Free for all: Should all Americans have access to high-speed internet?
But that's just it. There are plenty of people who can't afford it, and Federal Communications Commission Chairman Kevin Martin says high-speed Web access is so important that everyone, all Americans, should have it. He spoke with USA TODAY about broadband Internet access for all citizens, and hopes to dedicate a portion of the wireless airwaves that will be auctioned off next year to the cause.
While broadband penetration rates have grown, there is something of a digital divide. USA TODAY reports that only 38% of rural households are broadband customers, citing the stat from a Communications Workers of America report. Not surprising, the numbers are higher in urban and suburban areas -- 57% and 60%, respectively. As with utilities, the cost of high-speed access is an issue, according to the report.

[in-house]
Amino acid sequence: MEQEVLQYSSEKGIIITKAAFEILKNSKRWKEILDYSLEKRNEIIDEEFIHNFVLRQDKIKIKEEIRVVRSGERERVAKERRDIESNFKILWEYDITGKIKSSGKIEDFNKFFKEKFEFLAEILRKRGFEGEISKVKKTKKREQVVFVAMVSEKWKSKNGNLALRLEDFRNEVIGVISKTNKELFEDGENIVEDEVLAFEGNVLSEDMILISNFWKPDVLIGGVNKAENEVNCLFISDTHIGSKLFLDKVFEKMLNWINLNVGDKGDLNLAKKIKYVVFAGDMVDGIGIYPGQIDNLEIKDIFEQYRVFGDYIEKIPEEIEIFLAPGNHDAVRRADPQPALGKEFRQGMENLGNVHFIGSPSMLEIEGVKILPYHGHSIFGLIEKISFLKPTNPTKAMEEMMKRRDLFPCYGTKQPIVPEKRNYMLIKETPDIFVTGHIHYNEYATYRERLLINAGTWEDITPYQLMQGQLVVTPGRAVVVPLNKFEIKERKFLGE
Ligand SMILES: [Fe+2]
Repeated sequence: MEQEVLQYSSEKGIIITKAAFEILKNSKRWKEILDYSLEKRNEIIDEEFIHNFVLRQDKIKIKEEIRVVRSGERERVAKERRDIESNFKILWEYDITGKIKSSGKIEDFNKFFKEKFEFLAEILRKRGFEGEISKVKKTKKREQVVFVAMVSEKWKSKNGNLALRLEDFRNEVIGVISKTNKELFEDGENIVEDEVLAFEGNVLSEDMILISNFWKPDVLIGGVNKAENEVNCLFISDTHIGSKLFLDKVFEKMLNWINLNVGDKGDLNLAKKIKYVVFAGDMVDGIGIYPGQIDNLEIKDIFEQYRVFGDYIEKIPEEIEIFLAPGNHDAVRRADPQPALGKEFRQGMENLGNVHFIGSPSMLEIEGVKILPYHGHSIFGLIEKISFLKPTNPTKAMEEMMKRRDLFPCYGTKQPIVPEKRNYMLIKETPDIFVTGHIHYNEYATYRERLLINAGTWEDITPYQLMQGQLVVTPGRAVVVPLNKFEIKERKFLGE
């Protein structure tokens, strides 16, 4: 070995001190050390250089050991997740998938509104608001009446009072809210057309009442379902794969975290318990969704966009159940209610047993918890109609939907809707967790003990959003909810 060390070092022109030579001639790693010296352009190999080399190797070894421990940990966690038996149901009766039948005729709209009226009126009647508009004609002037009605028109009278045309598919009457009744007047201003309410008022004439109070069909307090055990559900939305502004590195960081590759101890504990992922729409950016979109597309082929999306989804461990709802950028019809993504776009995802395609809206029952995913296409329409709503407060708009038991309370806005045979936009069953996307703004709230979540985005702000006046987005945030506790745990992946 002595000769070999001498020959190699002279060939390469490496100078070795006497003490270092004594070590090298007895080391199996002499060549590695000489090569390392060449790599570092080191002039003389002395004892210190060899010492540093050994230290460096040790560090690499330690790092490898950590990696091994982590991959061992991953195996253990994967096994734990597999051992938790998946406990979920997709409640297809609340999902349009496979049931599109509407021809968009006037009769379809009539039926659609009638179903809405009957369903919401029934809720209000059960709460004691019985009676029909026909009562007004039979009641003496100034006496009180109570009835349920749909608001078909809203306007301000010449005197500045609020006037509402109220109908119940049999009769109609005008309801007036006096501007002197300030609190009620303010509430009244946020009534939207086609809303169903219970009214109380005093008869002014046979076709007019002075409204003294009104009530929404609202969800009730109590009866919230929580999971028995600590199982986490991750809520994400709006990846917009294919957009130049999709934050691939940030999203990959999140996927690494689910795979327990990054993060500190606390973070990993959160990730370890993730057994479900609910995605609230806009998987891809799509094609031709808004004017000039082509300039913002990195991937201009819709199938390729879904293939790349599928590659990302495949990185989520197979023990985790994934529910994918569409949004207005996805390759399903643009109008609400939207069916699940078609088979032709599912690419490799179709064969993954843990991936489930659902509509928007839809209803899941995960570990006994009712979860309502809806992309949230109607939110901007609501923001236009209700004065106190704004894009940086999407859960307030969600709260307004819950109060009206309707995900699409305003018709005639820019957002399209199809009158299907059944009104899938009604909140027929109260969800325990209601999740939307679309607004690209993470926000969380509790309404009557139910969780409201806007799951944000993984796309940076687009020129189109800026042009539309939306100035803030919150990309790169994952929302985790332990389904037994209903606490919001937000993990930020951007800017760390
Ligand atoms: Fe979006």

Broadband growth in the U.S. has stalled over the past five months, according to a report released last month by the Pew Internet & American Life Project. The report says about 55% of all adult Americans now have a high-speed internet connection, or a broadband connection, in their home. That's compared with 47% of adults with broadband in early 2007, and 54% in December 2007.
So what do you think? Does the government have a duty or moral obligation to ensure that all Americans have high-speed Web access and access to wireless services as well? Should there be tax incentives for companies that offer lower-cost services or subsidies for low-income Americans?